Two interesting recent Opinion pieces in the Wall Street Journal focus on the role that Governmental Sponsored Entities Fannie Mae and Freddie Mac played in the financial market crisis of 2008. The Securities and Exchange Commission has filed a lawsuit against several Fannie and Freddie executives alleging that these executives engaged in securities fraud by significantly understating the GSE's exposure to subprime loans it held and/or securitized in the run-up to the mortgage meltdown.
What Fannie and Freddie Knew
The Financial Crisis on Trial
While both articles are editorial/opinion pieces, each uses the SEC's lawsuit against Fannie and Freddie executives to make intriguing arguments about the role of government policy in the market crisis. The articles argue that Fannie and Freddie downgraded lending standards in an effort to meet HUD guidelines in connection with making housing affordable to Americans with sketchy credit and then served as the buying agent of many of these recklessly written loans. That the GSE's played a role in the crisis is now buttressed by the SEC's lawsuit.
One problem however, that I identified in my recent Utah Law Review piece Racial Coding and the Financial Market Crisis, is that both Democrats and Republicans strain desperately to place the blame for the financial market crisis on one single cause. Here, the Op-Ed pieces in the Wall Street Journal continue, now three years later, to attempt to pin single causation blame for the market crisis on one factor, namely Fannie Mae and Freddie Mac. While the SEC's lawsuit seems to indicate that Fannie and Freddie played a larger role in the crisis, due in part to its fraudulent reporting of subprime exposure, there are at least a dozen additional factors and causes that led to a near global meltdown, including predatory lending, credit rating agency complicity, predatory borrowing, deregulation, derivatives shadow trading, credit default swaps, collateralized debt obligations, etc. It disserves the public interest to attempt to blame the market crisis on one single factor, like the Op-Ed pieces attempt to do.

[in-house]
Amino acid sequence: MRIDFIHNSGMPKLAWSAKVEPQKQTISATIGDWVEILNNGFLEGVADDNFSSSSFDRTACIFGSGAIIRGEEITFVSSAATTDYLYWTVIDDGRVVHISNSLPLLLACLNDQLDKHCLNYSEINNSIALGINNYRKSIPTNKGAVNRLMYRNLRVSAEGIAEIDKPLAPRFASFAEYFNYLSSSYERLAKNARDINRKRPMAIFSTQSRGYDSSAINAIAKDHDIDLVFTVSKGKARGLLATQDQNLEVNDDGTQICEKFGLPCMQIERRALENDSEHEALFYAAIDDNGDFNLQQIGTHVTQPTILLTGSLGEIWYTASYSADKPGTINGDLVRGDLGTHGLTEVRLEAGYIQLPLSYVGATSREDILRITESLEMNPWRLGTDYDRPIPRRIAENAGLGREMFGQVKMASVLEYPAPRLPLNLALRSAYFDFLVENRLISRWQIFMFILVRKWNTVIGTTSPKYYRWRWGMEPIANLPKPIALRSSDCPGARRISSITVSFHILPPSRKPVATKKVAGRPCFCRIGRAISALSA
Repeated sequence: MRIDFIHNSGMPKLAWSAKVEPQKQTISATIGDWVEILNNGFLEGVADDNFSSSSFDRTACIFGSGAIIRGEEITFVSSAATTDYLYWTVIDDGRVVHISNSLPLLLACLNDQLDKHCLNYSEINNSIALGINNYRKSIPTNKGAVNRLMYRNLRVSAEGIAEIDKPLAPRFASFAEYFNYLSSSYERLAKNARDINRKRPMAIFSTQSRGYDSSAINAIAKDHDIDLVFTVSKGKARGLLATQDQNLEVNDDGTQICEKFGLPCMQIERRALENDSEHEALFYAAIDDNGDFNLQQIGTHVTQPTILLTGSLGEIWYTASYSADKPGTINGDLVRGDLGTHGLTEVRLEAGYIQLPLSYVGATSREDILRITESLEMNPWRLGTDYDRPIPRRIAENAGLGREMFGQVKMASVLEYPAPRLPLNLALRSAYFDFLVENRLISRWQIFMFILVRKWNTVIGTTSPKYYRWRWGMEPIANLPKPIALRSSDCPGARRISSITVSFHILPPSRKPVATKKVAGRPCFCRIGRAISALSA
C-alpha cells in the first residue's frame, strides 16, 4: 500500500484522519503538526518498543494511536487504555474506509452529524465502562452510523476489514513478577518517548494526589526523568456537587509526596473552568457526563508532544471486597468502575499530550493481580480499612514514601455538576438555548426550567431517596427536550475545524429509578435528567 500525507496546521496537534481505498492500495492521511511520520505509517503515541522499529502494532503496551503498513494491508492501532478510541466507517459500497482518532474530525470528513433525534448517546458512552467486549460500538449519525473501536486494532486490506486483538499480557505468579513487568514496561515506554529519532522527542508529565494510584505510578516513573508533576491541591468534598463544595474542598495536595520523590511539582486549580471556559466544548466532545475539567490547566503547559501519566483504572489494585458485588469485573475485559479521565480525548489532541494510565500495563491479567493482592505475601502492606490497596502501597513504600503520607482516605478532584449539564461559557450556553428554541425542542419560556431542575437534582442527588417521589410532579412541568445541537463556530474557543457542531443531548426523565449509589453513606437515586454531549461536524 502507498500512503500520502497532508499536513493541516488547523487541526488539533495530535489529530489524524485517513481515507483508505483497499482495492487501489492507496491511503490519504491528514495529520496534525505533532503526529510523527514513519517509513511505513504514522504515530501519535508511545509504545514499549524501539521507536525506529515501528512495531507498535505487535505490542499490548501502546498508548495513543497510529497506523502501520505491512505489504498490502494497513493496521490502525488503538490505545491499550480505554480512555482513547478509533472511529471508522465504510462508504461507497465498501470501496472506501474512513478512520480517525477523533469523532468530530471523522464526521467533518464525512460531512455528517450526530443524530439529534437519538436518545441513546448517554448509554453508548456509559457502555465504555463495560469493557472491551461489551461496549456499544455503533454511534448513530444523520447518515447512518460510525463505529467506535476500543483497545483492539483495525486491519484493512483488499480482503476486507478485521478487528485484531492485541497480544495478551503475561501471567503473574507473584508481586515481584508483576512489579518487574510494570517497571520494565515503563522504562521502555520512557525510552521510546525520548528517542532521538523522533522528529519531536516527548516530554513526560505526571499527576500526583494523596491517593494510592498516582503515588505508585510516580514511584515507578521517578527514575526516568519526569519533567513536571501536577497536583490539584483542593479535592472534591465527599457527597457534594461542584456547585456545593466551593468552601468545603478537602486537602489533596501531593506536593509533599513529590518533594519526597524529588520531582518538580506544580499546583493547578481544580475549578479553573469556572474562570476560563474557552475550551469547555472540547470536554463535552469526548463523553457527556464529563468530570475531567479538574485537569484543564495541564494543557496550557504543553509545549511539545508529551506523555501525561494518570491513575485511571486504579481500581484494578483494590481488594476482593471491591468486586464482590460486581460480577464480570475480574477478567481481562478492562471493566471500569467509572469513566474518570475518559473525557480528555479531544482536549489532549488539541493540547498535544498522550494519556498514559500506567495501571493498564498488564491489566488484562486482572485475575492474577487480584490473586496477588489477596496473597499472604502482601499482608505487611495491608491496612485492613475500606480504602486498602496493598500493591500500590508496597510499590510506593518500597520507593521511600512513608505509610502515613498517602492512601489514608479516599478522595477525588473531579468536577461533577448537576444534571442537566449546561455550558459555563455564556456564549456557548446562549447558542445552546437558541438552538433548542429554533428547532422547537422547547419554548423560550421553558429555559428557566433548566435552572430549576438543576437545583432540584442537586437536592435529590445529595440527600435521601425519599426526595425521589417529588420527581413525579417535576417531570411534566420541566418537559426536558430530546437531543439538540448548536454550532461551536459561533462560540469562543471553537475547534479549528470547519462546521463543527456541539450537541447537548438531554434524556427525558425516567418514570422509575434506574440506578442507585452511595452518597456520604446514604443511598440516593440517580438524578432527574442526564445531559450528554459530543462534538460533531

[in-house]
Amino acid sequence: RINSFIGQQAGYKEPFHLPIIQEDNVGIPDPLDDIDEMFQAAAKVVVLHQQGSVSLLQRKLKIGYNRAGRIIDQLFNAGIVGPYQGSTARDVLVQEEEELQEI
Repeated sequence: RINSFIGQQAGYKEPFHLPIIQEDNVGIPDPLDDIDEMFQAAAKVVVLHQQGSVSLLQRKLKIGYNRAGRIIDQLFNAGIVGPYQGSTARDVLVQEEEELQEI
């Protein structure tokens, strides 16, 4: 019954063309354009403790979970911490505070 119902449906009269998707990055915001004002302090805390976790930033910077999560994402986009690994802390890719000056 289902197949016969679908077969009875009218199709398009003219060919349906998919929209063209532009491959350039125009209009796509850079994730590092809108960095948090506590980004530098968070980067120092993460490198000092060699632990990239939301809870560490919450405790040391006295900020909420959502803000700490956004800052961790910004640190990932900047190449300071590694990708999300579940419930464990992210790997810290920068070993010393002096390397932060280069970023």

Switching gears: Professor Paul Butler has written a very interesting Op-Ed in the New York Times in connection with Jury Nullification and the nation's wayward War on Drugs and sentencing policies.
Jurors Need to Know They Can Say No
Therein, Butler argues: "Jury nullification is not new; its proponents have included John Hancock and John Adams. The doctrine is premised on the idea that ordinary citizens, not government officials, should have the final say as to whether a person should be punished. As Adams put it, it is each juror’s 'duty' to vote based on his or her 'own best understanding, judgment and conscience, though in direct opposition to the direction of the court. . . .'
Nullification has been credited with helping to end alcohol prohibition and laws that criminalized gay sex. Last year, Montana prosecutors were forced to offer a defendant in a marijuana case a favorable plea bargain after so many potential jurors said they would nullify that the judge didn’t think he could find enough jurors to hear the case. (Prosecutors now say they will remember the actions of those jurors when they consider whether to charge other people with marijuana crimes.) . . .
How one feels about jury nullification ultimately depends on how much confidence one has in the jury system. Based on my experience, I trust jurors a lot. I first became interested in nullification when I prosecuted low-level drug crimes in Washington in 1990. Jurors here, who were predominantly African-American, nullified regularly because they were concerned about racially selective enforcement of the law. Across the country, crime has fallen, but incarceration rates remain at near record levels. Last year, the New York City police made 50,000 arrests just for marijuana possession."